ing of the men, who usually go out in
gangs after supper.
Five men came along about 7 o'clock
and made a rush for the gate. The
first clinched with Vivachaves but by
that time Inspector Macaulay was
coming up on a dead run for the
crowd and the gleaming barrel of his
reveolver under the rays of the electric
light aimed directly at the men
made them halt in their desperate at
tempt. Vivachaves had blocked the
narrow gate alongside the big en
trance, which was tightly locked and
had the struggling man in close em
brace. Seeing their scheme had failed.
the four men who were free, turned tar
their heels and back to the Australia's
gang plank. Dodging among the piles
of freight'with which the Oceanic dock
is now encumbered, Inspector Macau
lay found it useless to further pursue
them and hastened back where the
big sailor had Guard Vivachaves, who
is a rather slight young fellow, nearly
exhausted. The smuggler gave in upon
Macaulay's approach and was taken to
the Port Surveyor's office and searched.
Nineteen half-pound tins of prime
Hongkong opium were found secreted
in side his shirt and various pockets of
Taken to the station house he gave
his name as Hansen, a Swede, for
many years past donkey man on the
Australia. He had in his possession
$175, of which $130 was in Hawaiian
currency and the remainder in United
States gold. He claimed that two of
the crowd with him had gone through
the gate when he was stopped.
This clever capture redounds not on
ly to the credit of the brave guardian
and inspector who secured the man
and the stuff, but to Port Surveyor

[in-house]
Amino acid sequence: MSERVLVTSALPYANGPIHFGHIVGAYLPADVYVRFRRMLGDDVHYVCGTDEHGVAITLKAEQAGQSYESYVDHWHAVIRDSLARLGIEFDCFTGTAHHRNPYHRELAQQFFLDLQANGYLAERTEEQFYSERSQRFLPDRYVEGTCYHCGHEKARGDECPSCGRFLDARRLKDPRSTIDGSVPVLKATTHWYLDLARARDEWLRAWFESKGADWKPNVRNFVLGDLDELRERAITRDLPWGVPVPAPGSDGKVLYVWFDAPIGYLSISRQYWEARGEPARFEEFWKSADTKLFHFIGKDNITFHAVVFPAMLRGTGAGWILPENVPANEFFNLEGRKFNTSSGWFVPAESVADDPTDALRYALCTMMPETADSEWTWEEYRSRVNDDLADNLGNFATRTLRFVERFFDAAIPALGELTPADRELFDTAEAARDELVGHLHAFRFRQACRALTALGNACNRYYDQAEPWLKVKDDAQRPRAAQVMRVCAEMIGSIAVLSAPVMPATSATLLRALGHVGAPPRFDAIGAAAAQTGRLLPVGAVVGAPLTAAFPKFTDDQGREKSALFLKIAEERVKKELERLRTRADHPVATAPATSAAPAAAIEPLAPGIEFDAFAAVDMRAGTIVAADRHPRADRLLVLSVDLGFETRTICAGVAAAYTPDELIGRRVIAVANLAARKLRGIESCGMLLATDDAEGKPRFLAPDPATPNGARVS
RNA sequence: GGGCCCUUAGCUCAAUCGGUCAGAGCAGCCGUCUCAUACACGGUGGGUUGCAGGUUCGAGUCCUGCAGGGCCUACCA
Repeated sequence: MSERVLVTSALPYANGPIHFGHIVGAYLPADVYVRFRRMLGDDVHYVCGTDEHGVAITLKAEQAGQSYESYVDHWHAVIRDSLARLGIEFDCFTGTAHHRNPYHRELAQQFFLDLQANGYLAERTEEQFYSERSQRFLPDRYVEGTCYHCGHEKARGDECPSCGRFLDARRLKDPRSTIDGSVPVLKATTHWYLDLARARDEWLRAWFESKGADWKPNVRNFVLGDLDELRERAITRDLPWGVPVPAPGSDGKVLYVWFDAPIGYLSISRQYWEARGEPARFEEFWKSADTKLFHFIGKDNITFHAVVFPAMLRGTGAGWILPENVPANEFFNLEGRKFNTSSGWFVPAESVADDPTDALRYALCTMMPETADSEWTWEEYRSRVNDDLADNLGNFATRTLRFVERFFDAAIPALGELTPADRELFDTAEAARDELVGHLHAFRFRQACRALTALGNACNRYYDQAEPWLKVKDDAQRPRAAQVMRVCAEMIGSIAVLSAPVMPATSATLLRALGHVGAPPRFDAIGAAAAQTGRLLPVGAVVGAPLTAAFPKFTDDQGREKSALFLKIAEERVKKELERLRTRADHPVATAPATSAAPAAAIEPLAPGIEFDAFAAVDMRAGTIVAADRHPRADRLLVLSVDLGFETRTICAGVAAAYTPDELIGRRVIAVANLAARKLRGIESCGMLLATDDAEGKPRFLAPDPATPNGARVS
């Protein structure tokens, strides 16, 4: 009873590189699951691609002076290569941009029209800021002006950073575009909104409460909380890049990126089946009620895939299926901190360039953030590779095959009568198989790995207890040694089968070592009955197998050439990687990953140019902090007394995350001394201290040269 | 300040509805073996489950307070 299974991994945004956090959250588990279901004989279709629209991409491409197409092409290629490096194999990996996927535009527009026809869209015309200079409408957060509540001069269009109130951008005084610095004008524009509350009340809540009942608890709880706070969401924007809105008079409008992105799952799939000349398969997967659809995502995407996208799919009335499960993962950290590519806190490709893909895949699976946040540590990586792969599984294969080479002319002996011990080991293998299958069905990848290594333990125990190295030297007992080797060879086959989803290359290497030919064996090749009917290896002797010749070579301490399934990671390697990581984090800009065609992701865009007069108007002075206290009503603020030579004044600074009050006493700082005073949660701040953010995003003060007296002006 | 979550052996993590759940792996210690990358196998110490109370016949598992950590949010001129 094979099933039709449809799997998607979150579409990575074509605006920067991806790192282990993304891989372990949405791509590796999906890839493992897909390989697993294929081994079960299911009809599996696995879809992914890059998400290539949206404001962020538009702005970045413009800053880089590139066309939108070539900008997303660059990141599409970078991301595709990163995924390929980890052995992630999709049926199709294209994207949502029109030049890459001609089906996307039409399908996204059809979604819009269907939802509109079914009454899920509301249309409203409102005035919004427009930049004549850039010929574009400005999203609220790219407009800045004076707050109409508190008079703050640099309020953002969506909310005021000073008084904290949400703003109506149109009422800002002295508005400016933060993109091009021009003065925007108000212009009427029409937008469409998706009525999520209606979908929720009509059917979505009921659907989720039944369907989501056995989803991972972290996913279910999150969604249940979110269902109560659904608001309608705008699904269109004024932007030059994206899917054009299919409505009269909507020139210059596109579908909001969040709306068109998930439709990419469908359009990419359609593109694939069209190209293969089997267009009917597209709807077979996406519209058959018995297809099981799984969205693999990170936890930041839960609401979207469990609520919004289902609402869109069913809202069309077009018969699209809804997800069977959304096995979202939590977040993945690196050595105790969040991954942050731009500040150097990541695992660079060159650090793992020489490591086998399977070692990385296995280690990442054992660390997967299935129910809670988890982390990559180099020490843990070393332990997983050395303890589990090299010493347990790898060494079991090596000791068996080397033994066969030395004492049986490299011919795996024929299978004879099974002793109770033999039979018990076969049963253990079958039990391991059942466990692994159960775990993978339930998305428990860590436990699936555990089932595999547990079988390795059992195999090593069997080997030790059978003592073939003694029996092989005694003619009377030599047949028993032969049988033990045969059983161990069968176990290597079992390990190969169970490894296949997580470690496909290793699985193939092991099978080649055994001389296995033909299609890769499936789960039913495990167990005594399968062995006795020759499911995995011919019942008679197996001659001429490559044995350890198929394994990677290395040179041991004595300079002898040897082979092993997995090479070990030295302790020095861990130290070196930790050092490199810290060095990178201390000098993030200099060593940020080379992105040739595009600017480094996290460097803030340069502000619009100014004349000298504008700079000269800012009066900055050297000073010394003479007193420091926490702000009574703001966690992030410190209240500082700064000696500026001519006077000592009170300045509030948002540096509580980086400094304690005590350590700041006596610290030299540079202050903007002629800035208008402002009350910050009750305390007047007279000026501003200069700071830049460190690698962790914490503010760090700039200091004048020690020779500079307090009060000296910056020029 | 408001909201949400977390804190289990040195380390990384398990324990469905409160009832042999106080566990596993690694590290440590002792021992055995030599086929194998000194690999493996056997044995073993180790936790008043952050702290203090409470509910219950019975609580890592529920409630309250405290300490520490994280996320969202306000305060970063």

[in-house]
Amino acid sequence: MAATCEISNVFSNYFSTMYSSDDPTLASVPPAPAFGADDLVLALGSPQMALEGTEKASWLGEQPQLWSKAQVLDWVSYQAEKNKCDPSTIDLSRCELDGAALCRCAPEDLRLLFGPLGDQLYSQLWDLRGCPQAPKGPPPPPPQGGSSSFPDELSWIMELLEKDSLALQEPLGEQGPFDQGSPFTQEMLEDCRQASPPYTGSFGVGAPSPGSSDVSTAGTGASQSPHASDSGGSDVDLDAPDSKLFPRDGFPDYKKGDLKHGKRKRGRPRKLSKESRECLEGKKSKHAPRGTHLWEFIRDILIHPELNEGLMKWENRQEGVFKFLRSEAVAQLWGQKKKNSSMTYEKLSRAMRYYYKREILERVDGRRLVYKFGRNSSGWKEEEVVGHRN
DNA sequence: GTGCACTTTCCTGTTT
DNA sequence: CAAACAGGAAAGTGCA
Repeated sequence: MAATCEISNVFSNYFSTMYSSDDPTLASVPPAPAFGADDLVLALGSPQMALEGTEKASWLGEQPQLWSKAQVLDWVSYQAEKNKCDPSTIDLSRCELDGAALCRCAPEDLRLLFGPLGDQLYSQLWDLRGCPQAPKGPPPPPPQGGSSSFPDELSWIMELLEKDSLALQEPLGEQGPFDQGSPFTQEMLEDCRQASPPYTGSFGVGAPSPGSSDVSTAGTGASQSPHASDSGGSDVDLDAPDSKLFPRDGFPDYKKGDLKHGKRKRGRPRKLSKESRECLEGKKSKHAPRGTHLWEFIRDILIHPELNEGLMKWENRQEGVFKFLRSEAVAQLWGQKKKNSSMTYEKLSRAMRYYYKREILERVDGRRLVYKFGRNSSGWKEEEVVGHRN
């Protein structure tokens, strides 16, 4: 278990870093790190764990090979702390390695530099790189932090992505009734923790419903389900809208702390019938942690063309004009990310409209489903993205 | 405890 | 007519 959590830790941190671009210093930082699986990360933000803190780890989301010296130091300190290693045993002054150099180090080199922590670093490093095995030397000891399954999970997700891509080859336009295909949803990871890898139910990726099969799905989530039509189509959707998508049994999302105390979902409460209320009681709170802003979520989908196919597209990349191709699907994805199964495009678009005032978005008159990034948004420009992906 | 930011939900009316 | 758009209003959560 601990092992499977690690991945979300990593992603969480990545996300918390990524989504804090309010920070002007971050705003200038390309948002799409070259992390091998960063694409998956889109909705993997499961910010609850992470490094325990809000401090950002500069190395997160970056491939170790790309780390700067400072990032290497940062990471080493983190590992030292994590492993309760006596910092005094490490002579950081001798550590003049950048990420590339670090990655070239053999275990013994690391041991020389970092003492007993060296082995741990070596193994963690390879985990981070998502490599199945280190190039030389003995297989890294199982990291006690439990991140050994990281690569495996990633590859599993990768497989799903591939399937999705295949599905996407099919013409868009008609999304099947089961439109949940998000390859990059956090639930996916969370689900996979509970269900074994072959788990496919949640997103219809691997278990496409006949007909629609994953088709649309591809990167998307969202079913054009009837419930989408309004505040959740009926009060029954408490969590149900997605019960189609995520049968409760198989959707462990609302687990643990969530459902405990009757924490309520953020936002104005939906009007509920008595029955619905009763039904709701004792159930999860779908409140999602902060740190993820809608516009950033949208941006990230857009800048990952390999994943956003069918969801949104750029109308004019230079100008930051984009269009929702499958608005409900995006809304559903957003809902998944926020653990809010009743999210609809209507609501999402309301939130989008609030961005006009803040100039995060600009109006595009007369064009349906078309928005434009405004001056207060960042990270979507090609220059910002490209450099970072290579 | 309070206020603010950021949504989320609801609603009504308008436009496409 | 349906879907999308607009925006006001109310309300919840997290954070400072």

Stratemeyer, whose system of patrol
makes it nearly impossible to land
opium in this harbor.
Further arrests may follow as it is
suspected there are several of the crew
implicated in this affair.
Macaulay and the guards, after the
whole of the raiding party had disap
peared, made a careful search of the
wharf and succeeding in finding ten
tins of opium that had been dropped
by the men who ran away.
OVERHEARD OX THE STREET.
First Lady It's such a surprise to
me to hear so many of the natives
speak English so fluently. Why, back
in Massachusetts where I was brought
up there are over thirty thousand of
the population, American born, who
cannot speak, read or write the Eng
Second Lady Just fancy!
Third Lady You really don't mean
it? I thought it was bad enough in
Ohio, but that beats it.
First Lady Yes, it's a fact
Second Lady Oh, how beautiful!
First Lady It is perfect, isn't it? It
really makes me homesick. Arn't
those brownies dear; the expressions
on their faces are awfully good.
Third Lady But how is such a con
dition allowed to exist? Are you sure
there are as many as thirty thou
sand? Second Lady Just look at the ice
pond, and the snow man and actual!'
there is a Christmas tree in the house!
Why this must be Waterhouse's win
dow that we have heard so much
about. Let's go in.
Third Lady Yes. but tell me, those
First Lady Oh, pshaw! they are all
children under two years of age.
While in New York recently, Mr.
R. W. Shingle, the Exposition Com
missioner of Hawaii, was fortunate
enough to interest ia the Islands Mr.
Marshall, the manager of McClure's
Syndicate and of the American Press
Syndicate. For these two circuits Mr.
Shingle furnished a well considered ar
ticle on Hawaii that was published in
leading papers of these cities: St.
Louis, Cincinnati, Kansas City, Denver,
Omaha, Des Moines, Chicago, Buffalo,
Minneapolis, St. Paul. New York, Phil
adelphia and Washington. The article
is of the same tenor as J. F. Brown's
contribution to the Advertiser, with
the "iton'ts" that have been so widely
quoted. The matter has reached ap
proximately four million readers in
the East and will go into hundreds of
In the Quicksands.
Senator Henry Waterhouse has just
had a thrilling experience in the quick
sands of Niu. He was driving in that
district with a Portuguese servant. The
Senator took his team too far makai
and the horses went down in the sand
till only their heads and shoulders
were in sight. The rig sank till only
half wheels were in view. By his usual
coolness the Senator managed after
much toil to get his rig, the horses,
the frightened Portuguese boy and
himself out of the dangerous place. The
Senator is now in favor of having dan
ger signals displayed at quicksand pits.